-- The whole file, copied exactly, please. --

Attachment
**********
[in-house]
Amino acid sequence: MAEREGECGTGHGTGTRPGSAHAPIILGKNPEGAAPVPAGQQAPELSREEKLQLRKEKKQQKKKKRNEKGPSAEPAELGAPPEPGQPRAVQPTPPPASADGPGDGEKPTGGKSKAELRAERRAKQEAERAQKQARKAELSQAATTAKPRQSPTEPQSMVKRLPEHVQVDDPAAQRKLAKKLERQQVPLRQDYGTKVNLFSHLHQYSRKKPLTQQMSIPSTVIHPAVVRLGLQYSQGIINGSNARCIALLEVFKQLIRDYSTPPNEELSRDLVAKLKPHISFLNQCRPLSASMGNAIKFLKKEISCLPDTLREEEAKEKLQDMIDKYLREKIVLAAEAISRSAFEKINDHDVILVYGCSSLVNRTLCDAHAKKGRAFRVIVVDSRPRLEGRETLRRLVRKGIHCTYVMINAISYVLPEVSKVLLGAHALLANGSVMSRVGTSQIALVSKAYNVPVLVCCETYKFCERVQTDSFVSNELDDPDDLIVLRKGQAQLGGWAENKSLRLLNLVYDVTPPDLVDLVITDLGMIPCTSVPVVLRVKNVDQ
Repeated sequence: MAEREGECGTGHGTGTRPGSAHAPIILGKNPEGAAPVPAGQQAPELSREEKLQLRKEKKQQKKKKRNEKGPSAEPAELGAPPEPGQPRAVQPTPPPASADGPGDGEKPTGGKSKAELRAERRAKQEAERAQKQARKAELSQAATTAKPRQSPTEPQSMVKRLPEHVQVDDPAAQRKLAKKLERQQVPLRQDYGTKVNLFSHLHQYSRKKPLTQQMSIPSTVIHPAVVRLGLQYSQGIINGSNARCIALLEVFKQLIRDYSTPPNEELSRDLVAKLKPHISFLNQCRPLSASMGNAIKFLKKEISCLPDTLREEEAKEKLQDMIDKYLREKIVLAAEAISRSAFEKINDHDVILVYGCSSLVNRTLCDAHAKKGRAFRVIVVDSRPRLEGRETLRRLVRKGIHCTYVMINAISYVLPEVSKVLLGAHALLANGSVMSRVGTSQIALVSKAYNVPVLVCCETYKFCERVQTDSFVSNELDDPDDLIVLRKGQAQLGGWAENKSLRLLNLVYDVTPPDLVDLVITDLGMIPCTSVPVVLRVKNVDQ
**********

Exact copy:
[in-house]
Amino acid sequence: MAEREGECGTGHGTGTRPGSAHAPIILGKNPEGAAPVPAGQQAPELSREEKLQLRKEKKQQKKKKRNEKGPSAEPAELGAPPEPGQPRAVQPTPPPASADGPGDGEKPTGGKSKAELRAERRAKQEAERAQKQARKAELSQAATTAKPRQSPTEPQSMVKRLPEHVQVDDPAAQRKLAKKLERQQVPLRQDYGTKVNLFSHLHQYSRKKPLTQQMSIPSTVIHPAVVRLGLQYSQGIINGSNARCIALLEVFKQLIRDYSTPPNEELSRDLVAKLKPHISFLNQCRPLSASMGNAIKFLKKEISCLPDTLREEEAKEKLQDMIDKYLREKIVLAAEAISRSAFEKINDHDVILVYGCSSLVNRTLCDAHAKKGRAFRVIVVDSRPRLEGRETLRRLVRKGIHCTYVMINAISYVLPEVSKVLLGAHALLANGSVMSRVGTSQIALVSKAYNVPVLVCCETYKFCERVQTDSFVSNELDDPDDLIVLRKGQAQLGGWAENKSLRLLNLVYDVTPPDLVDLVITDLGMIPCTSVPVVLRVKNVDQ
Repeated sequence: MAEREGECGTGHGTGTRPGSAHAPIILGKNPEGAAPVPAGQQAPELSREEKLQLRKEKKQQKKKKRNEKGPSAEPAELGAPPEPGQPRAVQPTPPPASADGPGDGEKPTGGKSKAELRAERRAKQEAERAQKQARKAELSQAATTAKPRQSPTEPQSMVKRLPEHVQVDDPAAQRKLAKKLERQQVPLRQDYGTKVNLFSHLHQYSRKKPLTQQMSIPSTVIHPAVVRLGLQYSQGIINGSNARCIALLEVFKQLIRDYSTPPNEELSRDLVAKLKPHISFLNQCRPLSASMGNAIKFLKKEISCLPDTLREEEAKEKLQDMIDKYLREKIVLAAEAISRSAFEKINDHDVILVYGCSSLVNRTLCDAHAKKGRAFRVIVVDSRPRLEGRETLRRLVRKGIHCTYVMINAISYVLPEVSKVLLGAHALLANGSVMSRVGTSQIALVSKAYNVPVLVCCETYKFCERVQTDSFVSNELDDPDDLIVLRKGQAQLGGWAENKSLRLLNLVYDVTPPDLVDLVITDLGMIPCTSVPVVLRVKNVDQ